Goby Gold-new finding after years of observing!
by Dr. Gerald Allen
One of the great things about fish watching/photography is that you never know what the next dive will bring. I’m continually astonished to find new fish and new behavior scenarios despite thousands of dives over the past 45 years. Gobies have always been a prime research interest and I’m always on the lookout for the unusual. I struck “goby gold” once again during the last few minutes of the last dive of the trip at Triton Bay, West Papua in December 2104. In this instance it was a curious spawning behavior I had never witnessed previously. I was attracted to a dense concentration of Hovering Whipgoby, also known as Pinkeye Goby (Bryaninops natans).
Close inspection revealed that the colony of tiny (about 2 cm) fish were engaged in spawning activites. Some fish were preparing nests. This consisted of constantly nipping at the tips of Acropora coral branches, which normally provide shelter for the species. This repeated activity effectively removes all the living, greenish-colored coral tissue, resulting in a bleached white branch tip, creating the perfect substrate for depositing eggs.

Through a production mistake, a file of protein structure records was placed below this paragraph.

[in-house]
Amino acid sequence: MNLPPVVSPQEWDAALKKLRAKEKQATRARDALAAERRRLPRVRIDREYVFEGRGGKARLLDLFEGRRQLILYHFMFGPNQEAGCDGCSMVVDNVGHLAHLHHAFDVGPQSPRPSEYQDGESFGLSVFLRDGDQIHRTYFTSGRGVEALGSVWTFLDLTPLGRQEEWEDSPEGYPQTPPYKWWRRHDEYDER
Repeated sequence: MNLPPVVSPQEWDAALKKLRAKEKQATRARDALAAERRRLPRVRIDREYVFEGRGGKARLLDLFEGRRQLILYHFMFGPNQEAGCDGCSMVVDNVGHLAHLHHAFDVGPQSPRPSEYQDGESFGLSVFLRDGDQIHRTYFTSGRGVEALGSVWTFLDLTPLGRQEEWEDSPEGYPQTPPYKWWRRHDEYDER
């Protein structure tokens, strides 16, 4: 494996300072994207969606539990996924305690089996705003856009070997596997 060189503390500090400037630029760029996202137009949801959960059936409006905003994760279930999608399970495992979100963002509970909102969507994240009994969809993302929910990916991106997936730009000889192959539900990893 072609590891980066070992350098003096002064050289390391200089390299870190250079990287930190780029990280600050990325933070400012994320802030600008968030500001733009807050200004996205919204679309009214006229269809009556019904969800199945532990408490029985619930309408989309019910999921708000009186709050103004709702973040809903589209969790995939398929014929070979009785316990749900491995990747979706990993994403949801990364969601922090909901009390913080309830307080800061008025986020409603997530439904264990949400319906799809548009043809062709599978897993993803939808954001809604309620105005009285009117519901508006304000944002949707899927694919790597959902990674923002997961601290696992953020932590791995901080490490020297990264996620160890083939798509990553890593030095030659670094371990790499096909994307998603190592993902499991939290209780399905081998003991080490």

I also observed females laying eggs on the bleached tips, with the tiny ovipositor clearly evident. The male partner periodically swooped in to fertilize the spawn. From my limited observations it appears that the female subsequently cares for the nest, each containing relatively few eggs in various stages of development, indicating that spawning occurs over several days.
Dr. Gerald (Gerry) R. Allen is the world’s leading tropical marine ichthyologist, and a frequent contributor to this site. He is the author of over 400 scientific articles and 35 books. Along with co-author Dr. Mark Erdmann, he recently released his Magnum Opus, the 3-volume Reef Fishes of the East Indies.